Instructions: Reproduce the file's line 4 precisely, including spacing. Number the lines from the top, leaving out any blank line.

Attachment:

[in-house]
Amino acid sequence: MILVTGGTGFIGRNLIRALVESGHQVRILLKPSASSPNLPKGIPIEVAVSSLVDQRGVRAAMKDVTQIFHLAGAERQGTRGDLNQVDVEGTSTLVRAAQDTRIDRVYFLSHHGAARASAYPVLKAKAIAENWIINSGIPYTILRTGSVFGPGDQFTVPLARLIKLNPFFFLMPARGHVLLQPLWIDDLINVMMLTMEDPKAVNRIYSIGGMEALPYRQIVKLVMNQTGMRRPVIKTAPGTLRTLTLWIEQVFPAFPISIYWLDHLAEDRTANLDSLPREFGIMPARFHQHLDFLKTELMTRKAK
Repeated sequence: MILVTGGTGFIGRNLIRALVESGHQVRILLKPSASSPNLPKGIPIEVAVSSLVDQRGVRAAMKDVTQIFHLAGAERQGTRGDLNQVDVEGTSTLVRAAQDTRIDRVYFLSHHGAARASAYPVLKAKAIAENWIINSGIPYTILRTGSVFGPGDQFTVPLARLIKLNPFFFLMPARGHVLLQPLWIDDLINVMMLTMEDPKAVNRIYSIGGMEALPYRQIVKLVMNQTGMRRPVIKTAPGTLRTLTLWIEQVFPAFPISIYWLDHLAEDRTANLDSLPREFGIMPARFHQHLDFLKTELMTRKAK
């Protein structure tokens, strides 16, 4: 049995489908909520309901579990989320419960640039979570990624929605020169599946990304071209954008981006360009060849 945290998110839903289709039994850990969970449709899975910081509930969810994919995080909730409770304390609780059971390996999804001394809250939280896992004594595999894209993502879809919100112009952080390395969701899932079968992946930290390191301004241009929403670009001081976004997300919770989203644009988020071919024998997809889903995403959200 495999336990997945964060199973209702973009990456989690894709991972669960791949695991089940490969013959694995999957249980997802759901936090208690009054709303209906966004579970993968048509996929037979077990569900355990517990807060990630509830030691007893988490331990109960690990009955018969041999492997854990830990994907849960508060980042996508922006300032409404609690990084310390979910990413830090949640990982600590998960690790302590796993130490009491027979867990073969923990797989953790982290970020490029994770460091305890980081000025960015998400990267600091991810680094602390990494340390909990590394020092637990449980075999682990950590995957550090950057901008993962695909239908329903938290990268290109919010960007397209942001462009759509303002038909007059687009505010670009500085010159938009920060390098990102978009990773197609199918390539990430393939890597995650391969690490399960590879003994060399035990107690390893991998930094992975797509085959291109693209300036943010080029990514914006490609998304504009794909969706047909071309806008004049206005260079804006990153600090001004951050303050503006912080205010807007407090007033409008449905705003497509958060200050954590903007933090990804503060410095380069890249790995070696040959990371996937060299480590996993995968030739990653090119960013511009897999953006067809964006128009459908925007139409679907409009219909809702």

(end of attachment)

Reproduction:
């Protein structure tokens, strides 16, 4: 049995489908909520309901579990989320419960640039979570990624929605020169599946990304071209954008981006360009060849 945290998110839903289709039994850990969970449709899975910081509930969810994919995080909730409770304390609780059971390996999804001394809250939280896992004594595999894209993502879809919100112009952080390395969701899932079968992946930290390191301004241009929403670009001081976004997300919770989203644009988020071919024998997809889903995403959200 495999336990997945964060199973209702973009990456989690894709991972669960791949695991089940490969013959694995999957249980997802759901936090208690009054709303209906966004579970993968048509996929037979077990569900355990517990807060990630509830030691007893988490331990109960690990009955018969041999492997854990830990994907849960508060980042996508922006300032409404609690990084310390979910990413830090949640990982600590998960690790302590796993130490009491027979867990073969923990797989953790982290970020490029994770460091305890980081000025960015998400990267600091991810680094602390990494340390909990590394020092637990449980075999682990950590995957550090950057901008993962695909239908329903938290990268290109919010960007397209942001462009759509303002038909007059687009505010670009500085010159938009920060390098990102978009990773197609199918390539990430393939890597995650391969690490399960590879003994060399035990107690390893991998930094992975797509085959291109693209300036943010080029990514914006490609998304504009794909969706047909071309806008004049206005260079804006990153600090001004951050303050503006912080205010807007407090007033409008449905705003497509958060200050954590903007933090990804503060410095380069890249790995070696040959990371996937060299480590996993995968030739990653090119960013511009897999953006067809964006128009459908925007139409679907409009219909809702």